Higher education faces challenges that are unlike any other industry. What path will ASU, and universities like ASU, take in a post-COVID world?

Photo: Luis Robayo/AFP via Getty Images
Sponsored by Charles Koch Foundation
  • Everywhere you turn, the idea that coronavirus has brought on a "new normal" is present and true. But for higher education, COVID-19 exposes a long list of pernicious old problems more than it presents new problems.
  • It was widely known, yet ignored, that digital instruction must be embraced. When combined with traditional, in-person teaching, it can enhance student learning outcomes at scale.
  • COVID-19 has forced institutions to understand that far too many higher education outcomes are determined by a student's family income, and in the context of COVID-19 this means that lower-income students, first-generation students and students of color will be disproportionately afflicted.
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Dinosaur bone? Meteorite? These men's wedding bands are a real break from boredom.

Manly Bands wanted to improve on mens' wedding bands. Mission accomplished.

Sex & Relationships
  • Manly Bands was founded in 2016 to provide better options and customer service in men's wedding bands.
  • Unique materials include antler, dinosaur bones, meteorite, tungsten, and whiskey barrels.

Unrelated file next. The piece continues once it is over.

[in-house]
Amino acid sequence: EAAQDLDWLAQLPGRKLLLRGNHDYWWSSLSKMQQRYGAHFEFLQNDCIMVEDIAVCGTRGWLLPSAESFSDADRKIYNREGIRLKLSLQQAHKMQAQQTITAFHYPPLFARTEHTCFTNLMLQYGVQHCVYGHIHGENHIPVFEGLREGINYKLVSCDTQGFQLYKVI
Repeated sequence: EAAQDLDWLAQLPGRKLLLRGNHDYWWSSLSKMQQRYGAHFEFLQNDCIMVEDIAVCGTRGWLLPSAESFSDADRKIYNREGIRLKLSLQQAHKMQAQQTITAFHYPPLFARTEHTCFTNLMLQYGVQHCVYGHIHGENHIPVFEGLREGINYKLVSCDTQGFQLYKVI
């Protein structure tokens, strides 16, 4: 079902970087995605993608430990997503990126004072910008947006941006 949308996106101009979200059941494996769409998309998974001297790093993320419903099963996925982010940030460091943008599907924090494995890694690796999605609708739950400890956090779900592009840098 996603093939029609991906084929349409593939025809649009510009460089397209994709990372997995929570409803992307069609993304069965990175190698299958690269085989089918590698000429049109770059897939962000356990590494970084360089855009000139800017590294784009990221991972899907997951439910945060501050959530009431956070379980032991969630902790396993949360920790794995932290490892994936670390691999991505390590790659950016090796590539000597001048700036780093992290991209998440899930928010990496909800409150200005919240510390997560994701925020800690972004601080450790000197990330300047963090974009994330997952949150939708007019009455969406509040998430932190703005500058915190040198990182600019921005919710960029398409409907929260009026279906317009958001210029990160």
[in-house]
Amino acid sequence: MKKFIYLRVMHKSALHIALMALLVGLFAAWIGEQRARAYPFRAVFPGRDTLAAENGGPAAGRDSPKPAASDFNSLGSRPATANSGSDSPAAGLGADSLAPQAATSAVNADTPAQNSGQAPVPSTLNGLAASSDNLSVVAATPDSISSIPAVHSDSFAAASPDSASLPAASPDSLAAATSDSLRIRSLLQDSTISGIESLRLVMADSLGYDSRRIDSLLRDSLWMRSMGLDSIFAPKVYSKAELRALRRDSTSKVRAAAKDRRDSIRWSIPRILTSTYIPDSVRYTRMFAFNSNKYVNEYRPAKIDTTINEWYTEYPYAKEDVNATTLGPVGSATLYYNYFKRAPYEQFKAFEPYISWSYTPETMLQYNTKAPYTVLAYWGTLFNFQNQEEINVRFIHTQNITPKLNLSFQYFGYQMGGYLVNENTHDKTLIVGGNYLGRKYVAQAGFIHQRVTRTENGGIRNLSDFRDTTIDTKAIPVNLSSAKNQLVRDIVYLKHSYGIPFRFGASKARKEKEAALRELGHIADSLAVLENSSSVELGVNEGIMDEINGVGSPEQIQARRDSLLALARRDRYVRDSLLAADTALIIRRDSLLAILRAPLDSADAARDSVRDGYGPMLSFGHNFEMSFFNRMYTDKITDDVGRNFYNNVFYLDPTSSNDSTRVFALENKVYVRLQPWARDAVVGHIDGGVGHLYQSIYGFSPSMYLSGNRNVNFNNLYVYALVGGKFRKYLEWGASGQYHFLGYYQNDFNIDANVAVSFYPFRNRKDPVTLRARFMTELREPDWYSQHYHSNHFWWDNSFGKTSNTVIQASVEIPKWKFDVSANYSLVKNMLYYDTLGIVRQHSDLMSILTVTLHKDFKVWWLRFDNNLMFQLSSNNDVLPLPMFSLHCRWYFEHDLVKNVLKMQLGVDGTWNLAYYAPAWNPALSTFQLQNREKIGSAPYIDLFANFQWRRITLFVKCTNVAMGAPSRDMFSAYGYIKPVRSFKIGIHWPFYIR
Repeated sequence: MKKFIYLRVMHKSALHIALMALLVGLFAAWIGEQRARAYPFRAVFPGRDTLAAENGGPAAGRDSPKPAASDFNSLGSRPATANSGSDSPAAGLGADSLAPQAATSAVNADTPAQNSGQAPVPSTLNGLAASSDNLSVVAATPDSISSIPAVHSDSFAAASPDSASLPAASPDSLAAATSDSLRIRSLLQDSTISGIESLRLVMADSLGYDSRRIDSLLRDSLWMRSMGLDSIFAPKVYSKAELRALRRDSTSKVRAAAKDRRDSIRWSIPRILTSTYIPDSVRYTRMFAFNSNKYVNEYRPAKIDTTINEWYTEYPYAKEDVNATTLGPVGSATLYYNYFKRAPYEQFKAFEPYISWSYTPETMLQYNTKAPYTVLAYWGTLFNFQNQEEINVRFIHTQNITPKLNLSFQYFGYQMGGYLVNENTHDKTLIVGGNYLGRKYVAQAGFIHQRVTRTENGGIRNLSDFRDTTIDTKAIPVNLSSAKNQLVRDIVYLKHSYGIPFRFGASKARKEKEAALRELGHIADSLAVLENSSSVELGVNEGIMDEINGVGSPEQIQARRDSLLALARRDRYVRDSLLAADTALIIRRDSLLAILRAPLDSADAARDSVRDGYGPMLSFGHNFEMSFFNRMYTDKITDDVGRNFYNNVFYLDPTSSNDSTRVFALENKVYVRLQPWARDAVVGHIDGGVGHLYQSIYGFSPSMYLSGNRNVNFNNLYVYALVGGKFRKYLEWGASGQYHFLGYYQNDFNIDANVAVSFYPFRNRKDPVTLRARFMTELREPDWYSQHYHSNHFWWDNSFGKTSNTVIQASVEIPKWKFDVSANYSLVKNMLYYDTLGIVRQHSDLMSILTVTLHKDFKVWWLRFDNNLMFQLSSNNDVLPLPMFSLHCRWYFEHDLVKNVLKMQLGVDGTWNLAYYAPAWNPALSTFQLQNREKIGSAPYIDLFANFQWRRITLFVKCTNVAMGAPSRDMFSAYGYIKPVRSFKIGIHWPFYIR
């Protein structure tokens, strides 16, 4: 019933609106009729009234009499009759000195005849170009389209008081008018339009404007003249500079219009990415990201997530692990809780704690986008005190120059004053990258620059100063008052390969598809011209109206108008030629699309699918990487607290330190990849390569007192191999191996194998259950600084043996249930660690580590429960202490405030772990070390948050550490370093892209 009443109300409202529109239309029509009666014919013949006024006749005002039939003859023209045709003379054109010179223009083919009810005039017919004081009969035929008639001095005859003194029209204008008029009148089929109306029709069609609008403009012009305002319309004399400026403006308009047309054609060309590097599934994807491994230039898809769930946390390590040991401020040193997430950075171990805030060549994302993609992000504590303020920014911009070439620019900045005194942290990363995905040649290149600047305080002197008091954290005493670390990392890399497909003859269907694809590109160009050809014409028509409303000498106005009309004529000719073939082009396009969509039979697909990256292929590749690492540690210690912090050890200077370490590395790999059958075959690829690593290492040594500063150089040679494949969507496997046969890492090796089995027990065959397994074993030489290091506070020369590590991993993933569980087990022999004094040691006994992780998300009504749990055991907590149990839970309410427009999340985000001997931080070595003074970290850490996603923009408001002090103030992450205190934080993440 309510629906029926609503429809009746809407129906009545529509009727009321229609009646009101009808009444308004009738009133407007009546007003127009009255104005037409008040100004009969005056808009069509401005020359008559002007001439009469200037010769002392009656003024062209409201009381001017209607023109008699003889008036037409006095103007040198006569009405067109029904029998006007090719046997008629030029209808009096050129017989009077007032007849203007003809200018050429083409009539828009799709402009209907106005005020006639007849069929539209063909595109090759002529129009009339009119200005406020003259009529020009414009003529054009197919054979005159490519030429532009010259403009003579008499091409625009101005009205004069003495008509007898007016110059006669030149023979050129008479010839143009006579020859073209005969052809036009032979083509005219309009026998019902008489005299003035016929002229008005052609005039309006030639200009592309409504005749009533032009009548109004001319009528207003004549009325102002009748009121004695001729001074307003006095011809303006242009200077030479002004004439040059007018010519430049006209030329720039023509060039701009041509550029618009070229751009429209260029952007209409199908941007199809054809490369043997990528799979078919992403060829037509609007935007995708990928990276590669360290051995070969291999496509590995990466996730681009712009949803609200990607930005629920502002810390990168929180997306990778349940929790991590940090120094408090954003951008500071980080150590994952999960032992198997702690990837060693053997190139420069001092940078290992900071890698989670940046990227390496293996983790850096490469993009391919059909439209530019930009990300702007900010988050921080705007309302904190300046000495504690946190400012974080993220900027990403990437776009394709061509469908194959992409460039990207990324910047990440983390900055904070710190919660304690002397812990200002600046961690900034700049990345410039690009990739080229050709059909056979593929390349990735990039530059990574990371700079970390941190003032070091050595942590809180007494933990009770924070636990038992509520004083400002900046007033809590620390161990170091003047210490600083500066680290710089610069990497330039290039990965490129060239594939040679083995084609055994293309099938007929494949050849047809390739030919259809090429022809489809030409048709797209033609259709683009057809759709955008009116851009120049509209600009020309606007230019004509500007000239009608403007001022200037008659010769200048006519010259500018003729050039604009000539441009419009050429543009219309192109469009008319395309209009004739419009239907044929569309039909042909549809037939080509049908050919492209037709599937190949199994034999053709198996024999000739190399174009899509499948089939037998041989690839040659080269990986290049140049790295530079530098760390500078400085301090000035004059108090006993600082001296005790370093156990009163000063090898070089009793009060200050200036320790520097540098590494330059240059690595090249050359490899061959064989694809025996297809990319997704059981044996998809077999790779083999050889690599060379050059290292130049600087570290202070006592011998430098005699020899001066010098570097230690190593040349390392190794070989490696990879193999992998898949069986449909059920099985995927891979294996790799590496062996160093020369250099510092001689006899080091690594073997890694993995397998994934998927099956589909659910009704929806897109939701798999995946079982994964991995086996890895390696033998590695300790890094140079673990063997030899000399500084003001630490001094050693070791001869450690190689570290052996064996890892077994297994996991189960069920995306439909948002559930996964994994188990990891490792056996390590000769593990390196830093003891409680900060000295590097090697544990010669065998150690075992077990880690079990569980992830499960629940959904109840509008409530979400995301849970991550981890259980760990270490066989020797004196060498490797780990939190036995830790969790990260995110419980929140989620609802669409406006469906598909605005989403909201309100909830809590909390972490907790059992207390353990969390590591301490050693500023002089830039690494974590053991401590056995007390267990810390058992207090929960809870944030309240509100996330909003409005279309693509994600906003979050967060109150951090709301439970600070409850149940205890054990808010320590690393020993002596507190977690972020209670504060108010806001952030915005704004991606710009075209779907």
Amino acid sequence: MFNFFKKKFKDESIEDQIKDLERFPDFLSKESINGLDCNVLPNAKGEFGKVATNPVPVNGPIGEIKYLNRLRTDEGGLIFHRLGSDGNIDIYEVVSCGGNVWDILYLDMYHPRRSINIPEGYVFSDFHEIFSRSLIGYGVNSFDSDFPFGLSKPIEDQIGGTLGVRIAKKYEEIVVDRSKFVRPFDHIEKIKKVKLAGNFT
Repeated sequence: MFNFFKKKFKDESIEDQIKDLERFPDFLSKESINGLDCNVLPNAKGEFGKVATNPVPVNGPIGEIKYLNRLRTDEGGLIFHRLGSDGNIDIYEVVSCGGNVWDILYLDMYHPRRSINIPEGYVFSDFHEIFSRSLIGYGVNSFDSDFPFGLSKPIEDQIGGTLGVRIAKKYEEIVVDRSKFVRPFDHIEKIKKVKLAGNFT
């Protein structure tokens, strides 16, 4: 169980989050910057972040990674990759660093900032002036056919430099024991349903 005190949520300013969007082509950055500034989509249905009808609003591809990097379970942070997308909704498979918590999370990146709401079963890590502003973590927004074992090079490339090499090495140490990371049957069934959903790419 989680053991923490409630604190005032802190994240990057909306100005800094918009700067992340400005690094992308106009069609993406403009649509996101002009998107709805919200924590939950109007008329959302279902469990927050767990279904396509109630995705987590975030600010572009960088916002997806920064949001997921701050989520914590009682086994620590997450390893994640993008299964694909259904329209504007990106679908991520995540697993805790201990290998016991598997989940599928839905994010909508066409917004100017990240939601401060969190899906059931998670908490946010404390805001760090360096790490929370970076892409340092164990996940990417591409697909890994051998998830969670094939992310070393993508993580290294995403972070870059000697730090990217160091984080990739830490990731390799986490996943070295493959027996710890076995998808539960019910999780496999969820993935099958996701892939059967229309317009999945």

• The company donates a portion of profits to charity every month.
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What if Middle-earth was in Pakistan?

Iranian Tolkien scholar finds intriguing parallels between subcontinental geography and famous map of Middle-earth.

Image: Mohammad Reza Kamali, reproduced with kind permission
Strange Maps
  • J.R.R. Tolkien hinted that his stories are set in a really ancient version of Europe.
  • But a fantasy realm can be inspired by a variety of places; and perhaps so is Tolkien's world.
  • These intriguing similarities with Asian topography show that it may be time to 'decolonise' Middle-earth.
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NASA releases first sounds ever captured on Mars

On Friday, NASA's InSight Mars lander captured and transmitted historic audio from the red planet.

NASA
Surprising Science
  • The audio captured by the lander is of Martian winds blowing at an estimated 10 to 15 mph.
  • It was taken by the InSight Mars lander, which is designed to help scientists learn more about the formation of rocky planets, and possibly discover liquid water on Mars.
  • Microphones are essentially an "extra sense" that scientists can use during experiments on other planets.
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Giant whale sharks have teeth on their eyeballs

The ocean's largest shark relies on vision more than previously believed.

Photo by Koichi Kamoshida/Getty Images
Surprising Science
  • Japanese researchers discovered that the whale shark has "tiny teeth"—dermal denticles—protecting its eyes from abrasion.
  • They also found the shark is able to retract its eyeball into the eye socket.
  • Their research confirms that this giant fish relies on vision more than previously believed.